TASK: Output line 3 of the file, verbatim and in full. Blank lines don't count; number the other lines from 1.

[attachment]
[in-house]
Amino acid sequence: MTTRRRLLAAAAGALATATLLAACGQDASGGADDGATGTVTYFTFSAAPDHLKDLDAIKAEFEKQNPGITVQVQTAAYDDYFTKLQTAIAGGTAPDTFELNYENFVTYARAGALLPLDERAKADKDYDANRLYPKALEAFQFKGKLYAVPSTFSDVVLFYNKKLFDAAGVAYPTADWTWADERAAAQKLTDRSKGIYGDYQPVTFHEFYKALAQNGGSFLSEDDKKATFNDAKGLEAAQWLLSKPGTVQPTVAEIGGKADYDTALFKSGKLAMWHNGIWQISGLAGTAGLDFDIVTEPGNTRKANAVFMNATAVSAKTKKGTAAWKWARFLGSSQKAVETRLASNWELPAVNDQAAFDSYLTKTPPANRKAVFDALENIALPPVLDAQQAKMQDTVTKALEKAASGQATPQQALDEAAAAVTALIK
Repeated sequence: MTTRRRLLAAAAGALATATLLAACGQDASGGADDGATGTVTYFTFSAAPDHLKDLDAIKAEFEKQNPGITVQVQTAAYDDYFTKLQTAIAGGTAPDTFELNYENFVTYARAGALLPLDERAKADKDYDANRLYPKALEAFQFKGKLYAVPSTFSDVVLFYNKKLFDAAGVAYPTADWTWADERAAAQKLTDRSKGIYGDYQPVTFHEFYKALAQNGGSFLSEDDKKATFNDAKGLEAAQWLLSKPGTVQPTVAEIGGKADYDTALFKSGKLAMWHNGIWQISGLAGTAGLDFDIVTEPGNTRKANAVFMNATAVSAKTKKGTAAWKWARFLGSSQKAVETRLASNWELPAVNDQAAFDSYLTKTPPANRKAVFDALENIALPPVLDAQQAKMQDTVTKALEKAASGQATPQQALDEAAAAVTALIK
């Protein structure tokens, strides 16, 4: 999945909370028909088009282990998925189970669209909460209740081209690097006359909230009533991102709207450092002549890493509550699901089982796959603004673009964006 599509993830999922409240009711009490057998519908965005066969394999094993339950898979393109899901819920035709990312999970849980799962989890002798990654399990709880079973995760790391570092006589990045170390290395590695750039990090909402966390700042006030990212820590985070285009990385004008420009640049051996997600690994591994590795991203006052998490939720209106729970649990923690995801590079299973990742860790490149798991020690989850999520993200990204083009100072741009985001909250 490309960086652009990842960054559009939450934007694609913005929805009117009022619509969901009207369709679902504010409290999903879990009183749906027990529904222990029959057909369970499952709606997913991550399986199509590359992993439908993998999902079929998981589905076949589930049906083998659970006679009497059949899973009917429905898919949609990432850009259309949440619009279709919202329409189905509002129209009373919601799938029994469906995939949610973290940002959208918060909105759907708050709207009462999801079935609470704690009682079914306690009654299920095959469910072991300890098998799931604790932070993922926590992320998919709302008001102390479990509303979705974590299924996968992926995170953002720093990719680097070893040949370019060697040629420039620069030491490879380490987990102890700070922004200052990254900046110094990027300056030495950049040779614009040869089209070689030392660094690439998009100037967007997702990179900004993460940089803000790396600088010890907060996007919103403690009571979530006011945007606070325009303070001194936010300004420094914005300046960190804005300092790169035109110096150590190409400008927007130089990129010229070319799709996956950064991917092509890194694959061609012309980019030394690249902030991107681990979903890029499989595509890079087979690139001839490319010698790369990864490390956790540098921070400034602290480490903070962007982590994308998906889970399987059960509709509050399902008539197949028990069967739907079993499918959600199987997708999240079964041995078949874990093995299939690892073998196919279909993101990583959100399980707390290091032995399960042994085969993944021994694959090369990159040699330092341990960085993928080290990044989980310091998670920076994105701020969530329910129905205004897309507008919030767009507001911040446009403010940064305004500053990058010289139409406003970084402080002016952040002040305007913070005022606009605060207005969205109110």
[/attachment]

Repeated sequence: MTTRRRLLAAAAGALATATLLAACGQDASGGADDGATGTVTYFTFSAAPDHLKDLDAIKAEFEKQNPGITVQVQTAAYDDYFTKLQTAIAGGTAPDTFELNYENFVTYARAGALLPLDERAKADKDYDANRLYPKALEAFQFKGKLYAVPSTFSDVVLFYNKKLFDAAGVAYPTADWTWADERAAAQKLTDRSKGIYGDYQPVTFHEFYKALAQNGGSFLSEDDKKATFNDAKGLEAAQWLLSKPGTVQPTVAEIGGKADYDTALFKSGKLAMWHNGIWQISGLAGTAGLDFDIVTEPGNTRKANAVFMNATAVSAKTKKGTAAWKWARFLGSSQKAVETRLASNWELPAVNDQAAFDSYLTKTPPANRKAVFDALENIALPPVLDAQQAKMQDTVTKALEKAASGQATPQQALDEAAAAVTALIK